In Oceana visit, Adm. Greenert hopeful for Super Hornet upgrades
By Dianna Cahn
The last time the Chief of Naval Operations visited Oceana Naval Air Station, the base was eerily quiet, with grass grown so high because of sequestration budget cuts that the facility “looked like a hayfield.”
On Tuesday, Adm. Jonathan Greenert arrived under a cacophony of F/A-18 Super Hornets training in the skies.
“That’s the way it’s supposed to be,” he told close to 1,000 sailors gathered in the air base auditorium.
Those Super Hornets – and the legacy Hornets that preceded them – will have to carry the air wing for much of the next decade, until the next-generation F-35 Joint Strike Fighter is in full use, Greenert told the sailors during an hourlong meeting.
Extending the service life of the current fighter jets is a drumbeat the aviation sailors at Oceana have heard before. As the Hornets – and some of the Super Hornets – age, they require more maintenance.
Over the past eight months, a shortage in parts for the F/A-18s has plagued the service. The shortages were initially felt at the maintenance depot but also affect the jets in rotation, Greenert said.
The admiral said that under pressure from the Navy, contractors have sped up parts production. There are now fewer maintenance delays, and the backlog is easing within the flight line.
“Our thumbs are on their heads to get on this,” he said. “To me, it is just unconscionable that we don’t provide enough parts to keep those aircraft that are out on the tarmac or in the hangar up.”
Greenert said he was particularly disappointed the Super Hornet parts had fallen behind, given that it’s a newer aircraft. He concluded that the Navy and its contractors failed to plan for its needs.
“You’ve got to shoot ahead of the rabbit,” he said. “Well, we fell behind the rabbit, but I am comfortable where we are now.”
As the Navy’s top officer, Greenert laid out his vision for the future air wing, which will integrate unmanned aircraft with advanced manned jets.
He celebrated the E-2D Hawkeye, the Navy’s new radar and command-and-control aircraft. He called it a “game changer” that integrates with the Navy’s fire-control system to network what airplanes see to Navy personnel on ship and shore. The aircraft carrier Theodore Roosevelt took the model on deployment, and it is “opening our eyes in the joint force to what we can do out in the maritime field,” Greenert said.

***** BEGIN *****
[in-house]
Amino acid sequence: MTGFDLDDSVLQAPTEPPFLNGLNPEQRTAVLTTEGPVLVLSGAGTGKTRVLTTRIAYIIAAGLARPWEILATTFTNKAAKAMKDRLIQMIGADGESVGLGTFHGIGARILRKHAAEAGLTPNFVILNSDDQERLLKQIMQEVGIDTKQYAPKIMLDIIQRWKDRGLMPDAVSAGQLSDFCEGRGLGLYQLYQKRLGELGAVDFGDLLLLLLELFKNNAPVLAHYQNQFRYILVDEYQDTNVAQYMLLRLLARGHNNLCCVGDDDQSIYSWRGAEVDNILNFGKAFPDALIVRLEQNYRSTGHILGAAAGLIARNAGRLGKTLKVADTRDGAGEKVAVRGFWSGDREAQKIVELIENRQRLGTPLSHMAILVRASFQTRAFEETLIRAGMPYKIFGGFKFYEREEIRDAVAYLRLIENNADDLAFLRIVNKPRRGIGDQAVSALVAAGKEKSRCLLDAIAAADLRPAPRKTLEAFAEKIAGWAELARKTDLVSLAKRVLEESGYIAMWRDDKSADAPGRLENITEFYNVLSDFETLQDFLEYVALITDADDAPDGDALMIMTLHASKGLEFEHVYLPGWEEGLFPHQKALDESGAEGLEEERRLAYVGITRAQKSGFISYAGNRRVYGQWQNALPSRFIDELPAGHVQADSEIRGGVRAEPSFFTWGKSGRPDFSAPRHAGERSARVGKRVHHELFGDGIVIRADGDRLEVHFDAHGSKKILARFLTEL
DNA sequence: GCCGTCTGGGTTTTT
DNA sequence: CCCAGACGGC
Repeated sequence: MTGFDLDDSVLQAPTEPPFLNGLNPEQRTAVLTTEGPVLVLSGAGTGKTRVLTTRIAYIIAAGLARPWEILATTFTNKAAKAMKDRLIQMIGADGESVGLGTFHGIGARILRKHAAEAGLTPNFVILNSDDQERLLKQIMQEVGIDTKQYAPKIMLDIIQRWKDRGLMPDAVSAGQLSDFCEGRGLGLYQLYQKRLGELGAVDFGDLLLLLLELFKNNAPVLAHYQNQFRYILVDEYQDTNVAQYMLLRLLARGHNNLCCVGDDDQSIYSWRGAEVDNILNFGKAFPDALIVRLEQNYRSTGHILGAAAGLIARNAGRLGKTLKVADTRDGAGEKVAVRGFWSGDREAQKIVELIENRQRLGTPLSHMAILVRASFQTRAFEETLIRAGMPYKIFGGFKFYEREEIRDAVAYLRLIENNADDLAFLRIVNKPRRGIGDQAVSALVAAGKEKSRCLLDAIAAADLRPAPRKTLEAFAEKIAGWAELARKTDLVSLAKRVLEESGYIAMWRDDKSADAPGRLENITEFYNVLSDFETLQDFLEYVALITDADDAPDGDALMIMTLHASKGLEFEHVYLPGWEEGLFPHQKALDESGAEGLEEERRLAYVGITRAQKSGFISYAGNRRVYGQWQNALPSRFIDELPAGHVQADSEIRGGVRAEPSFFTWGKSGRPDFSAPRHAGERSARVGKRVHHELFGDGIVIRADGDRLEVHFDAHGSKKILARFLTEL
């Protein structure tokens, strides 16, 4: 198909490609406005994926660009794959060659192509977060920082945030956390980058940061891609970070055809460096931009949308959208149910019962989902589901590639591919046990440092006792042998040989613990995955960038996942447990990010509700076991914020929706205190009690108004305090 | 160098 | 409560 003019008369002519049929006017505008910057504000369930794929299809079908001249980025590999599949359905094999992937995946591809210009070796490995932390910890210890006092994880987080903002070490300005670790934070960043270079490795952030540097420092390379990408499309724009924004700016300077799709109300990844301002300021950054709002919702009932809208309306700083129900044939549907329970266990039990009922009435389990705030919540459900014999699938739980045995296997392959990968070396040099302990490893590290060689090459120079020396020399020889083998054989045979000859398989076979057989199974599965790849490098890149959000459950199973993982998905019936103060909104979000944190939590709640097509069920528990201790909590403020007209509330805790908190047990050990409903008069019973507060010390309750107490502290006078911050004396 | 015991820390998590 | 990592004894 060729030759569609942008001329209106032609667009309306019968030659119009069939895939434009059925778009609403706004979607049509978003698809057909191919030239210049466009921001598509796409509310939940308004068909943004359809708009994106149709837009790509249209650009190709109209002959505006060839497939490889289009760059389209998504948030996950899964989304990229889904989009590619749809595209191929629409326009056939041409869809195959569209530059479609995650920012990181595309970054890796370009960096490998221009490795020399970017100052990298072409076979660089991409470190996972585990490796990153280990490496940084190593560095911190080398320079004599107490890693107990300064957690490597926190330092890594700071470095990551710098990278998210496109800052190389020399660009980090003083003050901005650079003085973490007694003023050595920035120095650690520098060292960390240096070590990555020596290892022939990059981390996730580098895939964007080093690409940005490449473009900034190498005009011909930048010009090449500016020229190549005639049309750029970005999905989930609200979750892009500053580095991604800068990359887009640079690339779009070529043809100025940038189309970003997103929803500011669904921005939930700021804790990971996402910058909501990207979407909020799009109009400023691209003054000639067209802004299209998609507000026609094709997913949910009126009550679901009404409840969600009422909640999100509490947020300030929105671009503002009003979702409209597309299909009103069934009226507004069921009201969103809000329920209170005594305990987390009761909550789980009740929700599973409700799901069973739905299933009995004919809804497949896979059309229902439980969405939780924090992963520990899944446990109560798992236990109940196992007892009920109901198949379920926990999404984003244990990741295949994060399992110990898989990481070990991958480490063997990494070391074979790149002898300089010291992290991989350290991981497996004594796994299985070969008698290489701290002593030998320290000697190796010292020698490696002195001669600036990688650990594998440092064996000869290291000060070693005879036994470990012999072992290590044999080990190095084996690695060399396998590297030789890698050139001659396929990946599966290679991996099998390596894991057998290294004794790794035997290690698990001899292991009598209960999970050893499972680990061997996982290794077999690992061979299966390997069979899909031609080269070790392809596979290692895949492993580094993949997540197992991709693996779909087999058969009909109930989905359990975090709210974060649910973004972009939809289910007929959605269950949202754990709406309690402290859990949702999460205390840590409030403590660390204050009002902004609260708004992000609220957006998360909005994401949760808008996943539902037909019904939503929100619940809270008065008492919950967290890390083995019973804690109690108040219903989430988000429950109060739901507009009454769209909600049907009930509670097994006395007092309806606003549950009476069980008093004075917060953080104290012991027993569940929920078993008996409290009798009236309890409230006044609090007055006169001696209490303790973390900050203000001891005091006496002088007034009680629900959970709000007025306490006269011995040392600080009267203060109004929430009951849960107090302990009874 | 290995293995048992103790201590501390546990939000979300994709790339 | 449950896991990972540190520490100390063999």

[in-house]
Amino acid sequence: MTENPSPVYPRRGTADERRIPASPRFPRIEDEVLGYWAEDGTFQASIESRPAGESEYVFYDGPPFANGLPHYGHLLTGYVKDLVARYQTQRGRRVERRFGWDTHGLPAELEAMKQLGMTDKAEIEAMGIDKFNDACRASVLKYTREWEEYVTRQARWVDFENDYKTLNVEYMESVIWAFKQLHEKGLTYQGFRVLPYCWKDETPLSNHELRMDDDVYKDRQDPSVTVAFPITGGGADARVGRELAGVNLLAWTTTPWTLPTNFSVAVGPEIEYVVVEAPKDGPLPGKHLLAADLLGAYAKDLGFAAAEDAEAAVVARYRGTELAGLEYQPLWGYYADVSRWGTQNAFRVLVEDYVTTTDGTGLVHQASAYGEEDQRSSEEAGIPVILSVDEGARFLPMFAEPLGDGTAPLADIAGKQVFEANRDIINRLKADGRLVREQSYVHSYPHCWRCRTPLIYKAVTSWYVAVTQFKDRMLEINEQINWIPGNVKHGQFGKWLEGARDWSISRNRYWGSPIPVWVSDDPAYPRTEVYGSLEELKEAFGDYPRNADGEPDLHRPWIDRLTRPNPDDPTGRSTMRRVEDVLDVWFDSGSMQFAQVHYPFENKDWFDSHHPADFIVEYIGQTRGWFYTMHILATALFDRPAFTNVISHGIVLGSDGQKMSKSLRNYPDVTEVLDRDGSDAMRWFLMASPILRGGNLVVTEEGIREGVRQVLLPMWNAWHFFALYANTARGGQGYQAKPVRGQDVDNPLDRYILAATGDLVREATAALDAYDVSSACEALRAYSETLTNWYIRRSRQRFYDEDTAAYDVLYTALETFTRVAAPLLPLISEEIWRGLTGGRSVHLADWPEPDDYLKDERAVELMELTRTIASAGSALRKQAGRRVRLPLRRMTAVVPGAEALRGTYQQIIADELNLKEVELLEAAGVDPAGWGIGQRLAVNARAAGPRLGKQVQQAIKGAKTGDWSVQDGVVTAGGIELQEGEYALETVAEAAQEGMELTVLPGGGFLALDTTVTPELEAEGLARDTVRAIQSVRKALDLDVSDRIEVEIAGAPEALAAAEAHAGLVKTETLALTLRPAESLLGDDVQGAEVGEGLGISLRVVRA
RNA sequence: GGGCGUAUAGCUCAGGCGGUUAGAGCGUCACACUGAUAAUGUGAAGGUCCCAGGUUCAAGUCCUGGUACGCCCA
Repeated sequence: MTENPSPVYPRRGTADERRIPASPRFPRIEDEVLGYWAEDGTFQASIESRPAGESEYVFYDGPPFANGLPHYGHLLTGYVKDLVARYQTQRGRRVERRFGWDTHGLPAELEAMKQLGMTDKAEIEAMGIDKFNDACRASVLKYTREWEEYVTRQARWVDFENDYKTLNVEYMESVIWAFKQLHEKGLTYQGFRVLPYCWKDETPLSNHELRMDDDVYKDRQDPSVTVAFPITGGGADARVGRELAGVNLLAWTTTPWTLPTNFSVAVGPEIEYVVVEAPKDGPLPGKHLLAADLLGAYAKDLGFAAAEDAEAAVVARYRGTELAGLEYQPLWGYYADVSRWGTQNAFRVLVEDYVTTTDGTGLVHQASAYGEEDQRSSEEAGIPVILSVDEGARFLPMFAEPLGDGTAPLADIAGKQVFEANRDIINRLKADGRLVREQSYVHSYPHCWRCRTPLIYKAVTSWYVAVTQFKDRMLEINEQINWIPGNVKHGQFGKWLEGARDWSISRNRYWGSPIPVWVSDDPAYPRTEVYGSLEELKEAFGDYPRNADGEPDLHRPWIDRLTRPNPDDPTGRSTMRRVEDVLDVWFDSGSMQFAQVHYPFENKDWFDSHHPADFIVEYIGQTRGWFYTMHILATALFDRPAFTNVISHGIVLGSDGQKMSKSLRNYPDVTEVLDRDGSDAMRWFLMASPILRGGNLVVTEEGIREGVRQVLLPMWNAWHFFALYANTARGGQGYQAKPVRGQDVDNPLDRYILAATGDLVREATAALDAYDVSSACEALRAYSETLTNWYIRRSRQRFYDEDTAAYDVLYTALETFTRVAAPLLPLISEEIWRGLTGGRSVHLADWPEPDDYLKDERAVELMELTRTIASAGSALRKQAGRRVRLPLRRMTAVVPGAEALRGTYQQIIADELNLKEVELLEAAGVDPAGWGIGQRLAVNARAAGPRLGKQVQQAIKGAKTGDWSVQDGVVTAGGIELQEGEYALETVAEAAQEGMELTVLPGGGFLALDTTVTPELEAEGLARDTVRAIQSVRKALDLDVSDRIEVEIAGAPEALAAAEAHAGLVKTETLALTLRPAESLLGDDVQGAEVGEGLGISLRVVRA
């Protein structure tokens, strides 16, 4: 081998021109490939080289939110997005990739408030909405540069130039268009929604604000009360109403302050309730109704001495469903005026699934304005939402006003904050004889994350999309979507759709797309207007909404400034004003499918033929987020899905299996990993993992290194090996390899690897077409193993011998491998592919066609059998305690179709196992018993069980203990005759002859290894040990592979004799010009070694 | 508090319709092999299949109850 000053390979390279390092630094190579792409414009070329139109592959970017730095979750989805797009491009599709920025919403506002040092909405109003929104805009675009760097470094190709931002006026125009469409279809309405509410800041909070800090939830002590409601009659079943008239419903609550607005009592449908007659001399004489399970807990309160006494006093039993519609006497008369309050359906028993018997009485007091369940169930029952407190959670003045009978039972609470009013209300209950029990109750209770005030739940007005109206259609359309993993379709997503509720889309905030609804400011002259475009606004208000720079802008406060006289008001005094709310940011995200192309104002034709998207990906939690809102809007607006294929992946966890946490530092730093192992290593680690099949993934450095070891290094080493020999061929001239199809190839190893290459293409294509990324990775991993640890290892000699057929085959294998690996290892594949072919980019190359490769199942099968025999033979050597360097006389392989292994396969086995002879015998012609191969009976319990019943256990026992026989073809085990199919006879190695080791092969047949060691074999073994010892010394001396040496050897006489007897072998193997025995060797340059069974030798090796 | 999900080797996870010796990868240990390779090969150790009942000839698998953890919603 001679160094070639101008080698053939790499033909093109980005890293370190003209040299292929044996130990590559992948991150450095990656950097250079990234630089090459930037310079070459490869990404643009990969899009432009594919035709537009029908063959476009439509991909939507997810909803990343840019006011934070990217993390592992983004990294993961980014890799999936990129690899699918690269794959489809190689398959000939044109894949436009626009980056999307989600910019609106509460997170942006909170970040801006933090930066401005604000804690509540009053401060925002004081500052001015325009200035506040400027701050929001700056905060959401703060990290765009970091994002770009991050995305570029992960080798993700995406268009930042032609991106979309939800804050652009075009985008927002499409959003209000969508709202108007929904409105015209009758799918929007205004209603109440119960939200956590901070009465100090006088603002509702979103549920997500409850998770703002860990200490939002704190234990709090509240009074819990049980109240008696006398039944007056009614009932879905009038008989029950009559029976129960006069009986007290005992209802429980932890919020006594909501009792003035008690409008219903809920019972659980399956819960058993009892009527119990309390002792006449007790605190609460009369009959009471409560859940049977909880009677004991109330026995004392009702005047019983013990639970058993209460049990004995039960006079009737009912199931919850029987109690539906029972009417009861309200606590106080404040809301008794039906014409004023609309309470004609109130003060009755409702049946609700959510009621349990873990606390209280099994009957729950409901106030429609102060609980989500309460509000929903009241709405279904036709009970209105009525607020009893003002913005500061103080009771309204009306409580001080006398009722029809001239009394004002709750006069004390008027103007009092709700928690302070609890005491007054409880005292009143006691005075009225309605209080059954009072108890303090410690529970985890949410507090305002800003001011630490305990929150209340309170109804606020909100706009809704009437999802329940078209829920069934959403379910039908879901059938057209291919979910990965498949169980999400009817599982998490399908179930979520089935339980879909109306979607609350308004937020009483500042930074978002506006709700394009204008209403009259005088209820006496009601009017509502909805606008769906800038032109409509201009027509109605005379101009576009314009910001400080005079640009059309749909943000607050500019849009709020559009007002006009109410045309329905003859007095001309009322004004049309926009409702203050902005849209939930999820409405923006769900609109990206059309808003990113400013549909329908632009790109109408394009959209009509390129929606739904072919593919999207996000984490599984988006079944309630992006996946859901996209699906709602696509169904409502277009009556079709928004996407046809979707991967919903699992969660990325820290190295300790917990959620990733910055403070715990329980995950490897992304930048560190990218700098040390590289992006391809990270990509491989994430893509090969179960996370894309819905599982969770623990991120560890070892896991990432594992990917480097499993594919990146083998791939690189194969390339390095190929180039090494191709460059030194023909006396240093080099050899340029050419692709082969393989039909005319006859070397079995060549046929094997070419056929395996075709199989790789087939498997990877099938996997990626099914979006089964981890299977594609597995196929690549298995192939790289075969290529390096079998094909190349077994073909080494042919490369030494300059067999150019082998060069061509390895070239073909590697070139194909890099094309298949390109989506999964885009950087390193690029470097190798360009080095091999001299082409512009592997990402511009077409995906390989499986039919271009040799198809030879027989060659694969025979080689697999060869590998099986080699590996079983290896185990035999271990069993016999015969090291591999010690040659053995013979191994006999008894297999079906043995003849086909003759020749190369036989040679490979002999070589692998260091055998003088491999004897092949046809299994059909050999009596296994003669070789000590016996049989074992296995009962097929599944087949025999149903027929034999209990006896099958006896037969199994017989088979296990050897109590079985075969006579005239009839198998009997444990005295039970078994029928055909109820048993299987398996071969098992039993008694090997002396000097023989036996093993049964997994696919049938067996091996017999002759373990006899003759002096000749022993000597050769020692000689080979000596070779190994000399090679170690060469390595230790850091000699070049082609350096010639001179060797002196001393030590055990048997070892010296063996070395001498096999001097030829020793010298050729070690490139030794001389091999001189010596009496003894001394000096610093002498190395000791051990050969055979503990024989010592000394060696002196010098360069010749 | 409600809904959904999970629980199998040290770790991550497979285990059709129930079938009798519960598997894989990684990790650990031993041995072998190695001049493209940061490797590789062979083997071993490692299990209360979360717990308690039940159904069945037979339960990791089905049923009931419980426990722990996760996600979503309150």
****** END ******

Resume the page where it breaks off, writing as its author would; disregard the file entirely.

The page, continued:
In addition, Greenert said the Navy is now considering acquiring more Growlers – jets with state-of-the-art jamming capabilities.
“We thought, ‘Okay, we are going to buy this many Growlers,’ and then we said, ‘No, we are going to buy more,’ ” he said. “And I am still not sure that we are done buying Growlers. They are awesome.”
“We need electronic attack,” he added. “We cannot just bust our way in. We will need to suppress, and it will be a key and critical part of not just the air wing but of the entire joint force.”
The top officer spent most of the hour answering questions ranging in topic from new uniforms to new initiatives to make the Navy more family-friendly.
Among the answers he gave:
— The Navy will have lighter, cooler working uniforms and physical training uniforms by 2016.
— The Navy will not tolerate anything but dignity and respect for LGBT sailors.
— The Navy is working feverishly to hire more skilled laborers in the shipyards.
— Congressional calls to remove dual housing benefits for dual military families is “draconian.” If the intent is to give one benefit per household, then that has to be introduced slowly because sailors have financial commitments based on that dual benefit.
— Longer paternity leave? He will take that back to headquarters for discussion.
Greenert will leave his post before the end of the year. By then, Congress will either have found a way to compromise over defense spending, or another round of sequestration could take effect – meaning Oceana could once again look like a hayfield.Back to Top